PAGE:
Spring 2014 Review: Intelligence

7 Feb

Intelligence?

It would be easy to make some wordplay based on the title Intelligence (and the show’s lack there of, etc.). I’ll abstain however, as the show was only relatively insipid, rather than incredibly so. That’s a mild back-handed compliment but I hope the show enjoys it because it’s just about the last it will get.

Here’s how I see the making of Intelligence. Someone had a genuinely gimmicky but not terrible idea for a show premise. Once that premise moved forward into the making of an actual show, well the rest was pretty much put together by the numbers, and probably could have been done by a machine when fed as inputs every other CBS procedural from the past decade.

Here is the premise. The hottest new piece of US technology to fight the war on, well, anything, is a man, a former super top notch military man, with a microchip implant. This microchip allows the power of computers to somehow fuse with his brain, which means he can instantly access and scroll through any piece of information available on the internet or other electronic system, and more than that, he can reconstruct entire scenes, Source Code-like, combining the facts he gets from his computer with the intelligent connections and leaps of reasoning from his brain. There’s not a half-bad idea here, if someone really worked on it; the battle between man and machine has been hit upon many times before (Fox’s Almost Human, and of course the recently remade RoboCop), but that’s partly because there’s a lot to mine. Besides being cool, it’s genuinely interesting in a world where more and more human roles are being usurped by technology to figure out where the lines are.

That’s about the last interesting part of the show, sadly. The soldier is Gabriel, played by Josh Holloway, best known to TV viewers as Lost’s Sawyer, and he’s a charming but rough-around-the-edges ex-Delta Force operative who doesn’t play by the rules. The show hangs the lampshade by asking why the government would implant this one single unique chip into a guy who may kind of not always follow their orders, but then they don’t really explain why they do it.

Our way into the story is through a secret service agent named Riley assigned to protect Gabriel. In 40 minutes, she goes from thinking this new assignment is not worth her time to agreeing to undertake Gabriel’s pet project, a search for his wife, who, reports say, turned on the US, and is dead, but which he doesn’t believe.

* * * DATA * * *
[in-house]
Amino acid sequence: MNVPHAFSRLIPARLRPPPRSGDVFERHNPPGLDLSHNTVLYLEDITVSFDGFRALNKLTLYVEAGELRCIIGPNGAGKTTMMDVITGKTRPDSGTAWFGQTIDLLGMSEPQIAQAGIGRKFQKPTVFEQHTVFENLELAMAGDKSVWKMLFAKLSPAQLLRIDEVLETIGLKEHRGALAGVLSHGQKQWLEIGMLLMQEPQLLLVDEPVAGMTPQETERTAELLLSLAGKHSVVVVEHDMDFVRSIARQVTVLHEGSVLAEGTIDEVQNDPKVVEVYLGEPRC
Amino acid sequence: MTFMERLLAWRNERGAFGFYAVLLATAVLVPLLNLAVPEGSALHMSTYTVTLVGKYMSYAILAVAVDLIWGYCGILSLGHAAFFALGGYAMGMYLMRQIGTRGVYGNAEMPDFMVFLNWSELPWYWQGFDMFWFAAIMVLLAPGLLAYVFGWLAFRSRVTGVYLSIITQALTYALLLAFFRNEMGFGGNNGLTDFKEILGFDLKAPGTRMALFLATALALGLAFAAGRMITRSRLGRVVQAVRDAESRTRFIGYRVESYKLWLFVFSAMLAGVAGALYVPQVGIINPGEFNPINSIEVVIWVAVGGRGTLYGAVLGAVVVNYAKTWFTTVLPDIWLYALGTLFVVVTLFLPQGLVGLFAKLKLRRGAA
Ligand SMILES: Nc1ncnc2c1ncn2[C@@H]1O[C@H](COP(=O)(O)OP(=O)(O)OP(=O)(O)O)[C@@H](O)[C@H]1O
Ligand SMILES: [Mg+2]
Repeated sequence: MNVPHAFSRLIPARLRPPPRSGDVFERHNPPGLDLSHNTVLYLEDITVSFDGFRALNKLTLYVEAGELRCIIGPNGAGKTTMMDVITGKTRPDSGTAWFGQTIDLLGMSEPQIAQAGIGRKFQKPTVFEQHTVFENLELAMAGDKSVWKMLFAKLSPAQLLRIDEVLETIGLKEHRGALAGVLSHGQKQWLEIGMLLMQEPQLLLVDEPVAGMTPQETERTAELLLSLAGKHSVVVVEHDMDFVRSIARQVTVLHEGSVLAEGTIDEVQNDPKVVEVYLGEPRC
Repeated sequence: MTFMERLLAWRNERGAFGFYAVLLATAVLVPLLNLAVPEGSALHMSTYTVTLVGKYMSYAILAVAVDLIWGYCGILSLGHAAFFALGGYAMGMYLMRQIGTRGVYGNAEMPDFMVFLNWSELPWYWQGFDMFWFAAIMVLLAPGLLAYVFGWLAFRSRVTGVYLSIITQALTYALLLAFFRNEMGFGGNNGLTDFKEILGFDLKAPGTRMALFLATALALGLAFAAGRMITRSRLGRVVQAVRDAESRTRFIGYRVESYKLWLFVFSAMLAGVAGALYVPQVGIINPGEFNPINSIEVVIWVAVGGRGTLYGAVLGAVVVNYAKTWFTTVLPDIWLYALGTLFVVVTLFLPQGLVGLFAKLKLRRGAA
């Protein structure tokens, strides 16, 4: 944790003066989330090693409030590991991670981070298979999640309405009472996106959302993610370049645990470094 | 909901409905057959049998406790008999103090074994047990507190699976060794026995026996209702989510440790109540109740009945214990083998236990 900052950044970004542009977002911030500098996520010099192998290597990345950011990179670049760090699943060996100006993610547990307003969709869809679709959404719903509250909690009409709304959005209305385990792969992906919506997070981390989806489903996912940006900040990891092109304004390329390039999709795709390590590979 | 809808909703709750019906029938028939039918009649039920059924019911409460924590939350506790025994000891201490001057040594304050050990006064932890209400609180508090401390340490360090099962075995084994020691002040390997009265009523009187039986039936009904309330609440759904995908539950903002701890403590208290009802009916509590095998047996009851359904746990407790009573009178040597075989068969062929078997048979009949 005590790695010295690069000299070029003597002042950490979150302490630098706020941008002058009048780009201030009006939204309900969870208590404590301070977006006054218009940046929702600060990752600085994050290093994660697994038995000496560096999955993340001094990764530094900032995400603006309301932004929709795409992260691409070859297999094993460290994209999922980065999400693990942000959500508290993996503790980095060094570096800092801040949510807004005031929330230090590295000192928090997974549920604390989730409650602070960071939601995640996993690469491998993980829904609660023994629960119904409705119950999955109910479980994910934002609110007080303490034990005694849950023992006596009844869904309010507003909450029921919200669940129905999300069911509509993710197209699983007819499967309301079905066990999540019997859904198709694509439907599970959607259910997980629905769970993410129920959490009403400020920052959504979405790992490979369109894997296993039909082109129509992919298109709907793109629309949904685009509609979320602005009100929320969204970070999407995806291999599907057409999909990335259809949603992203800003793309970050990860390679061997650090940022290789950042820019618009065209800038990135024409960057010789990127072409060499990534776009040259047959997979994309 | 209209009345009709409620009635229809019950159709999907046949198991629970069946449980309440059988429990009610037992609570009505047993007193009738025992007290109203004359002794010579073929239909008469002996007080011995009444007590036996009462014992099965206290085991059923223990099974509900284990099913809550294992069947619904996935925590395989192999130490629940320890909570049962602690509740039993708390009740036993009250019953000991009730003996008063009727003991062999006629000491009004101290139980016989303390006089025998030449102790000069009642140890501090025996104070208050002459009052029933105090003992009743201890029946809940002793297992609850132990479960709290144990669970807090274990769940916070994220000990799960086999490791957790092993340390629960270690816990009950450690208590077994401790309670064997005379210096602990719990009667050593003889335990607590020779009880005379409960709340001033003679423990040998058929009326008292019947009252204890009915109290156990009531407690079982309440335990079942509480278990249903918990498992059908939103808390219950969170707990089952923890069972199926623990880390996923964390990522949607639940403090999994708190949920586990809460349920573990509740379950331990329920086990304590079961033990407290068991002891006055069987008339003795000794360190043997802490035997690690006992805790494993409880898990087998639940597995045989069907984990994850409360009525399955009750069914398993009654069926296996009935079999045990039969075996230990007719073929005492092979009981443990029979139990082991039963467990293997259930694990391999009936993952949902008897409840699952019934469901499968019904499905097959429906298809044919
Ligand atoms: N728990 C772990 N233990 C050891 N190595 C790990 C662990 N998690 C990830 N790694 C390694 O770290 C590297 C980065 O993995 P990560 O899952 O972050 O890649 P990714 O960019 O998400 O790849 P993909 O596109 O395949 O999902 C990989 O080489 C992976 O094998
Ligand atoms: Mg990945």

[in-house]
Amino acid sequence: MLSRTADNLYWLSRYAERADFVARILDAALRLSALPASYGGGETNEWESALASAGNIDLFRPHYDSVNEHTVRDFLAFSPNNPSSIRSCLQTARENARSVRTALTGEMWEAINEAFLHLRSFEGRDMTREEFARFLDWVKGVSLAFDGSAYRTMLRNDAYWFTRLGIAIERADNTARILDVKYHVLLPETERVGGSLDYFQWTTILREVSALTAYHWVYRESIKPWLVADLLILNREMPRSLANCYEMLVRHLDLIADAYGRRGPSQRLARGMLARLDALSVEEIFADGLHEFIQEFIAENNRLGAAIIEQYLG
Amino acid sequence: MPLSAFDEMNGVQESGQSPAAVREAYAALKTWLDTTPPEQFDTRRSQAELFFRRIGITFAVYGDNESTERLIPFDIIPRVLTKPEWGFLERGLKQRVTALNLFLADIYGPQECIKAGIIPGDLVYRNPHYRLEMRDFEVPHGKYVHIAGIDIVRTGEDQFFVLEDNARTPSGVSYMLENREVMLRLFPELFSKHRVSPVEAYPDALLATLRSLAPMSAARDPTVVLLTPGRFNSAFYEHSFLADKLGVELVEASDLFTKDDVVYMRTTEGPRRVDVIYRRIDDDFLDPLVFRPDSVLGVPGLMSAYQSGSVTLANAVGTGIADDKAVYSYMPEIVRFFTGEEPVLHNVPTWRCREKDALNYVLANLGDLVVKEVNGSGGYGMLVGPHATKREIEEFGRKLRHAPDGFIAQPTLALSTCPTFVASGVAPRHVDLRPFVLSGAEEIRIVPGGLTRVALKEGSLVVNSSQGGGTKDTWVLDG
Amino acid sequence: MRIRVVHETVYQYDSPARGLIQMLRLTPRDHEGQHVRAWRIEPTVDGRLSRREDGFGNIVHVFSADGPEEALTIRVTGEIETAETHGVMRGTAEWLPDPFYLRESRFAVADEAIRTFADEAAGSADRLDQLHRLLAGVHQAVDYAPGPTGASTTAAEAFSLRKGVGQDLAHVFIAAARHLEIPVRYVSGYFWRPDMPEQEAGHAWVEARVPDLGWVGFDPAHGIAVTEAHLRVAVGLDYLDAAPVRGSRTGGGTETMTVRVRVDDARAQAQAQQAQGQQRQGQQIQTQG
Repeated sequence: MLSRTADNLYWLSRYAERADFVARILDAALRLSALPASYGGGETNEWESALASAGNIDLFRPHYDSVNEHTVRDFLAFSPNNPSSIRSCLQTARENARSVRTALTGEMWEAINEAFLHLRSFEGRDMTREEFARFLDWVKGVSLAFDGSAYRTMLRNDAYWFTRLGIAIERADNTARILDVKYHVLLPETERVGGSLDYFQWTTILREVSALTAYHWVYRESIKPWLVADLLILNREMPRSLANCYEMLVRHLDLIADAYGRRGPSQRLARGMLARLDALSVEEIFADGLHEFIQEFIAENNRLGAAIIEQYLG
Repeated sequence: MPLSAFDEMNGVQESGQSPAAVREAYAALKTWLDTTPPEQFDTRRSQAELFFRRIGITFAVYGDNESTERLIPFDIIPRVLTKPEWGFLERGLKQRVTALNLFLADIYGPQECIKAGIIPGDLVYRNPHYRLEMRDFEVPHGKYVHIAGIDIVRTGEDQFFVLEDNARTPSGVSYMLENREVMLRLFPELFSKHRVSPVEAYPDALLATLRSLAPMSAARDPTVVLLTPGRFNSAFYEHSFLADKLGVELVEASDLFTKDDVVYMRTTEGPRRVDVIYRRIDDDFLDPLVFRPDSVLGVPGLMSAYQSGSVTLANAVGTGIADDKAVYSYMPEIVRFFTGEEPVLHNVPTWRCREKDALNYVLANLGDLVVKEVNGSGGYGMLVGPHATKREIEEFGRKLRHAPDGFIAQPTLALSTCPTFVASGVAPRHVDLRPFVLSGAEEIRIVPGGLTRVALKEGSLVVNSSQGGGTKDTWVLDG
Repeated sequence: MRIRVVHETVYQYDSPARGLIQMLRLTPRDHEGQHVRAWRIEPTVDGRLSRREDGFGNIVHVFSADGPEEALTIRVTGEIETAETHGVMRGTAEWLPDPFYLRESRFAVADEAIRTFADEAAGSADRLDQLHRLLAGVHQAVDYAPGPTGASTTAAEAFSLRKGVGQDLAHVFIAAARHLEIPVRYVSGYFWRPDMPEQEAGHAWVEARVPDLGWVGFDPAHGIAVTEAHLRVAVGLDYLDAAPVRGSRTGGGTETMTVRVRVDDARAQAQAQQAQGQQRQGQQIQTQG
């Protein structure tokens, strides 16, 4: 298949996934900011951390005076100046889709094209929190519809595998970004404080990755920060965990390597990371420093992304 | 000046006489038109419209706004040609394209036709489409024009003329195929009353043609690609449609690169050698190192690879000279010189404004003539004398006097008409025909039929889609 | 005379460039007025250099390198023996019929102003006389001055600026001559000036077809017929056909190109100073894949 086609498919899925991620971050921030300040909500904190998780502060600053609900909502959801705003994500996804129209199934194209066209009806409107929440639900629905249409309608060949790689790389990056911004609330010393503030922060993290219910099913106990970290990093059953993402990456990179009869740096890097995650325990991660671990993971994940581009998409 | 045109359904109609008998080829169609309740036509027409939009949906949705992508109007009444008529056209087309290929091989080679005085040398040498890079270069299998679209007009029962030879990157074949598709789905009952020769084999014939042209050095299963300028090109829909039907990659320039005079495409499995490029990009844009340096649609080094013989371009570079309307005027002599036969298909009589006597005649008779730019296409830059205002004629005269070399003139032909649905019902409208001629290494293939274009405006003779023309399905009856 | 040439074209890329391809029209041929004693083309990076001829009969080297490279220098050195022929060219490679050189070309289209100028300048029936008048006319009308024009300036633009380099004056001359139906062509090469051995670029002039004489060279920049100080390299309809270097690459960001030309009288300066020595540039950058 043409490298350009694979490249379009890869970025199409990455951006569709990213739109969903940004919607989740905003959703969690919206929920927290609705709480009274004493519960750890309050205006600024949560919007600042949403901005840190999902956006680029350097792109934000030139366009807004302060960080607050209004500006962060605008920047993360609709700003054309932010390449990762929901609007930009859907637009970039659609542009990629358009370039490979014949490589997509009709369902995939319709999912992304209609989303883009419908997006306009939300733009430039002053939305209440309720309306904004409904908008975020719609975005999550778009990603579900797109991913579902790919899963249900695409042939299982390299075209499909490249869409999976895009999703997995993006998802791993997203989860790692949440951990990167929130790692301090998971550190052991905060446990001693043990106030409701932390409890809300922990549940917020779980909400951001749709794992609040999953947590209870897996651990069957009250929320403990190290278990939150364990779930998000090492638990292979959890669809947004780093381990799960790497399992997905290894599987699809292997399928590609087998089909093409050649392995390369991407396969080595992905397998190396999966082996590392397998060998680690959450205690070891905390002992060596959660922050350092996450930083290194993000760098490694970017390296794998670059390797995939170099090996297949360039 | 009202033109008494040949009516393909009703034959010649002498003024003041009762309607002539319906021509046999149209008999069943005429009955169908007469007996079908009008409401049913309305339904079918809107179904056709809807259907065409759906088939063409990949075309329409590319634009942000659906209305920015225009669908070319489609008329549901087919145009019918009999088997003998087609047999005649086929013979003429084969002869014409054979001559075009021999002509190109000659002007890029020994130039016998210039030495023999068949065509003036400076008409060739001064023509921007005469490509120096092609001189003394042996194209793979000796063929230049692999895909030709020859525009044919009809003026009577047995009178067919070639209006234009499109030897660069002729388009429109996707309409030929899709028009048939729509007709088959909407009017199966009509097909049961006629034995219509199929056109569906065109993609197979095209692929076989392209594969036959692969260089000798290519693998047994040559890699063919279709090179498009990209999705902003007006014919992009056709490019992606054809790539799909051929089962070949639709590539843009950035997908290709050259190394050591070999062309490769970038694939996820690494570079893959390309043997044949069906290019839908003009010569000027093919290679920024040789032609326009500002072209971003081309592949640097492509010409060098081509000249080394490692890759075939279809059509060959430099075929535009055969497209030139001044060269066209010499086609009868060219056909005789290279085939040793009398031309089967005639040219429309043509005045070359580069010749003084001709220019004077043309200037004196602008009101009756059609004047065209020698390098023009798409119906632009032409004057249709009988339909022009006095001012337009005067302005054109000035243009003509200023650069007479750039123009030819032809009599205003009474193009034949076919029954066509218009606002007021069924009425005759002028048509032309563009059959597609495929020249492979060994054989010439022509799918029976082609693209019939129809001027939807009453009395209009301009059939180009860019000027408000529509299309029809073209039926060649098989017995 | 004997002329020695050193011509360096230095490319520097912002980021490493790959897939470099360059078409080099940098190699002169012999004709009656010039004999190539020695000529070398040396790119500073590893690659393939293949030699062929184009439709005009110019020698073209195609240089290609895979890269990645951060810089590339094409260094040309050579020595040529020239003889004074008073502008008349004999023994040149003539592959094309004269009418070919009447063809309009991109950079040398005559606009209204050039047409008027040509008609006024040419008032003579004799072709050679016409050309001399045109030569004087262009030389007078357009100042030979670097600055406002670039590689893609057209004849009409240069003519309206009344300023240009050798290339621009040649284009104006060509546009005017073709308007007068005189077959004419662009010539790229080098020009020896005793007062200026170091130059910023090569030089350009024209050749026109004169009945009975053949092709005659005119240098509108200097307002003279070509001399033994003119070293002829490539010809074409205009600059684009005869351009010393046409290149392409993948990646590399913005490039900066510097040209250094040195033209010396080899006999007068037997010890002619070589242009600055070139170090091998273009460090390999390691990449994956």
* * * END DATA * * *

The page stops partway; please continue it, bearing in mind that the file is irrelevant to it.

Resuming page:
There’s a watchable but fairly unremarkable episodic storyline that involves its share of action scenes, Riley and Gabriel bonding, and a betrayal by a government agent which doesn’t mean a lot to us since we’ve known him for about five minutes.

The characters just aren’t that interesting, nor is the dialogue. I say it over again but I say it again here; there’s a limit to how much you can tell in the first episode of a show but you can, especially in a drama, tell a certain difference between dramas that, even if they don’t ultimately work, have a certain amount of care put into them, and ones that just seem like they were produced without any real passion. This is of the later variety. There’s nothing that elevates it above a standard procedural at absolute best.

A quick shout out before we go to Riley and Gabriel’s boss, played by CSI’s Marg Helgenberger, who’s clearly moved up the government ranks since her days in Las Vegas.

Will I watch it again? No. It’s not terrible as far as procedurals go, it’s just not even trying. It doesn’t seem like anybody put a lot of thought or caring or passion into this show and it shows.

Advertisements

Leave a Reply

Fill in your details below or click an icon to log in:

WordPress.com Logo

You are commenting using your WordPress.com account. Log Out / Change )

Twitter picture

You are commenting using your Twitter account. Log Out / Change )

Facebook photo

You are commenting using your Facebook account. Log Out / Change )

Google+ photo

You are commenting using your Google+ account. Log Out / Change )

Connecting to %s

%d bloggers like this: